Speech-Language Pathologists: Language Experts and Literacy Resource
Speech-language pathologists (SLPs) have the specialized knowledge and experience needed to identify communication problems and to provide the help that children need to build critical language and literacy skills. SLPs are often the first professionals to identify the root cause of reading and writing problems through a child’s difficulty with language. SLPs help children to build the skills they need to succeed in school and in life.
Key elements of a speech-language pathologist’s academic training relating to early language and literacy development include skills to:
- Build and reinforce relationships between early spoken language and early pre-literacy abilities and consider influences of parent-child interactions in early shared storybook interactions;
- Address difficulties involving phonological awareness, memory, and retrieval;
- Teach children to use tactile-kinesthetic and auditory cues in reading and writing;
- Analyze how the language demands of textbooks, academic talk, and curriculum may stress a student’s capabilities at different age and grade levels; and
- Conduct fine-grain analyses of written language, including spelling, to generate intervention that matches the needs of individual students.
Roles for Speech-Language Pathologists
Prevention—Communicating risk factors to teachers and parents, and working with them to develop programs to help children acquire explicit, age-appropriate knowledge, skills and strategies of the components of language that contribute to reading and writing development.
Identifying At-Risk Children—assisting in development and implementation of screening (e.g., instruments and teacher observation checklists) and referral procedures for very young children as well as older school-age children, including modifying procedures to reduce bias (e.g., dynamic assessment techniques and criterion referenced tasks) for culturally and linguistically diverse populations.
Assessing—selecting, implementing, adapting, and interpreting assessment tools and methods to evaluate skills in spoken language, reading, writing and spelling.
Providing Intervention—collaborating with teachers and families to plan intervention goals and activities, as well as modifying curricula to keep students progressing in the general education curriculum.
Documenting Outcomes—establishing a tracking system for identifying new or re-emerging literacy deficits and documenting outcomes of intervention goals and plans.
Program Development—directing or participating in teams to develop school or system-wide strategic approaches to early identification and intervention for children with reading deficits.
Advocating for Effective Literacy Practices—providing information about literacy development to state and local agencies that plan and evaluate curricula, establish comprehensive assessments and set related policies; educating them about relationships between spoken language and written language (i.e., reading, writing and spelling) and the benefits of collaborative instructional approaches.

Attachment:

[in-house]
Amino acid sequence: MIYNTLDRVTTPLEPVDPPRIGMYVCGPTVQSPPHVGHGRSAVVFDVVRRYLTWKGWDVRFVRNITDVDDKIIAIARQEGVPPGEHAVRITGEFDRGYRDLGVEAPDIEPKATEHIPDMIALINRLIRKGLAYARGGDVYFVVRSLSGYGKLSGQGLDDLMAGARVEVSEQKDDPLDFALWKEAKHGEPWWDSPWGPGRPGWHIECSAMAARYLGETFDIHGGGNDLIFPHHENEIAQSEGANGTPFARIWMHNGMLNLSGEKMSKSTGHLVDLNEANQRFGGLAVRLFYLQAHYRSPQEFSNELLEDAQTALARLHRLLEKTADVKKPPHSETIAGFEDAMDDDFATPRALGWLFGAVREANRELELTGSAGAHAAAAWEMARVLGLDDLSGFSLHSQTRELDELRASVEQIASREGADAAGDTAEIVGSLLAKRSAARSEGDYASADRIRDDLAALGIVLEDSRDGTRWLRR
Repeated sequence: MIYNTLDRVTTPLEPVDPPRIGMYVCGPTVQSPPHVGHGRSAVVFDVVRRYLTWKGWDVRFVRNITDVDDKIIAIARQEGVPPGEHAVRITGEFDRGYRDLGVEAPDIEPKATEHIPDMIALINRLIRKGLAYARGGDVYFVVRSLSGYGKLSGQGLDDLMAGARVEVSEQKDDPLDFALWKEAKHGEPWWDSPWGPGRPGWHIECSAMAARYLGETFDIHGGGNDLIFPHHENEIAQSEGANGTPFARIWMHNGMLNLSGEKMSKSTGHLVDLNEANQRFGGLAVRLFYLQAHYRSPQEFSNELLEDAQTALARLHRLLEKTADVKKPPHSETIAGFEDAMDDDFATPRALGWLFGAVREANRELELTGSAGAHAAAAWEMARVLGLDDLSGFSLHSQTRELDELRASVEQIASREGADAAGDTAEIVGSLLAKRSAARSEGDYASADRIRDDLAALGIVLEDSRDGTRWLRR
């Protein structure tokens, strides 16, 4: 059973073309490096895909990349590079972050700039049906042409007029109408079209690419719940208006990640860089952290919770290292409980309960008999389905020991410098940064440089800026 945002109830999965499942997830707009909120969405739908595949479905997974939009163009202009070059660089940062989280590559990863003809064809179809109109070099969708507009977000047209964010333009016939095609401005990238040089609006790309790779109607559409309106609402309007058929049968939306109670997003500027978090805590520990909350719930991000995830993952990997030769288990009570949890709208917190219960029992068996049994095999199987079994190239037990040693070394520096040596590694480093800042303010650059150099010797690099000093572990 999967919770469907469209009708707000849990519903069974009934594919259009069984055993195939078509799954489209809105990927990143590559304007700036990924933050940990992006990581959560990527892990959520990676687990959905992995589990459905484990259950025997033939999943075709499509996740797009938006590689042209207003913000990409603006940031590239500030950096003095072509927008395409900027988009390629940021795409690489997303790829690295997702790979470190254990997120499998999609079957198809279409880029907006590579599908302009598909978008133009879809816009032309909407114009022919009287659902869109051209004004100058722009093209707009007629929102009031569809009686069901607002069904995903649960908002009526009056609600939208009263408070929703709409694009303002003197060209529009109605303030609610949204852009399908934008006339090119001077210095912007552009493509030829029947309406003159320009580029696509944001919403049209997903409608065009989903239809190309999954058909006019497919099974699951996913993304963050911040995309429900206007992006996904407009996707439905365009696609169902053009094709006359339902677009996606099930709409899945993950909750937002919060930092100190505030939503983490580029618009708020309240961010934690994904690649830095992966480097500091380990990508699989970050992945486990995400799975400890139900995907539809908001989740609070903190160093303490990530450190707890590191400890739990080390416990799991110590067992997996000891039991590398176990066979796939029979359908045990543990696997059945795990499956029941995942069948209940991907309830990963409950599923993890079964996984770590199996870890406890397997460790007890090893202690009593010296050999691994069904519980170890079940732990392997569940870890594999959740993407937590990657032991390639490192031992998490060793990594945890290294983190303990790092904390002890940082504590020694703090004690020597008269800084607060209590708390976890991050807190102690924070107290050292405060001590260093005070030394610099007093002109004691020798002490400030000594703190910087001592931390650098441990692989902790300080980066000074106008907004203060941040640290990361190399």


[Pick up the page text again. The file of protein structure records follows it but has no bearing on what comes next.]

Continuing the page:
Advancing the Knowledge Base—conducting scientifically-based research on early literacy development.
ASHA Practice Policy Documents Regarding Literacy
- Roles and Responsibilities of Speech-Language Pathologists with Respect to Reading and Writing in Children and Adolescents [Technical Report] (2001)
- Roles and Responsibilities of Speech-Language Pathologists with Respect to Reading and Writing in Children and Adolescents [Position Statement] (2001)
- Roles and Responsibilities of Speech-Language Pathologists with Respect to Reading and Writing in Children and Adolescents [Guidelines] (2001)
- Knowledge and Skills Needed by Speech-Language Pathologists With Respect to Reading and Writing in Children and Adolescents [Knowledge and Skills] (2002)
- Scope of Practice in Speech-Language Pathology [Scope of Practice] (2007)
- Preferred Practice Patterns for the Profession of Speech-Language Pathology [Preferred Practice Patterns] (2004)
- Roles and Responsibilities of Speech-Language Pathologists in Schools [Position Statement and Professional Issues Statement] (2010)
The American Speech-Language-Hearing Association’s (ASHA) National Outcome Measurement System (NOMS)data indicates that more than 70% of teachers who responded to a survey believed that students who received SLP services demonstrated improved pre-reading, reading or reading comprehension skills. A majority of teachers also cited improvements in the student’s listening and written language skills and ability to communicate in socially-appropriate ways (pragmatics).
ASHA. (2001). Role and Responsibilities of Speech-Language Pathologists with Respect to Reading and Writing in Children and Adolescents (Technical Report). Rockville, MD: Author.
ASHA. (2002). Knowledge and Skills Needed by Speech-Language Pathologists with Respect to Reading and Writing in Children and Adolescents, Rockville, MD: Author
National Outcome Measurement System (NOMS) Fact Sheet. “Do SLP Services Have an Impact on Students’ Classroom Performance? What Teachers Think.” [PDF]
These resources provide general information and background suitable for professional presentations, staff inservices and parent education.
- Emergent Literacy
- Literacy: Speech-Language Pathologists Play a Pivotal Role
- Frequently Asked Questions: Speech and Language Disorders in the School Setting
Getting Your Child Ready for Reading and Writing
Getting Your Child Ready for Reading and Writing [PDF] highlights some common developmental milestones in emergent literacy skills for infants, toddlers, and preschool children. This presentation [PDF] contains 33 slides that describe the common developmental milestones in emergent literacy skills for infants, toddlers and preschool children. Adapted from the newly revised ASHA brochure, “Getting Your Child Ready for Reading and Writing”.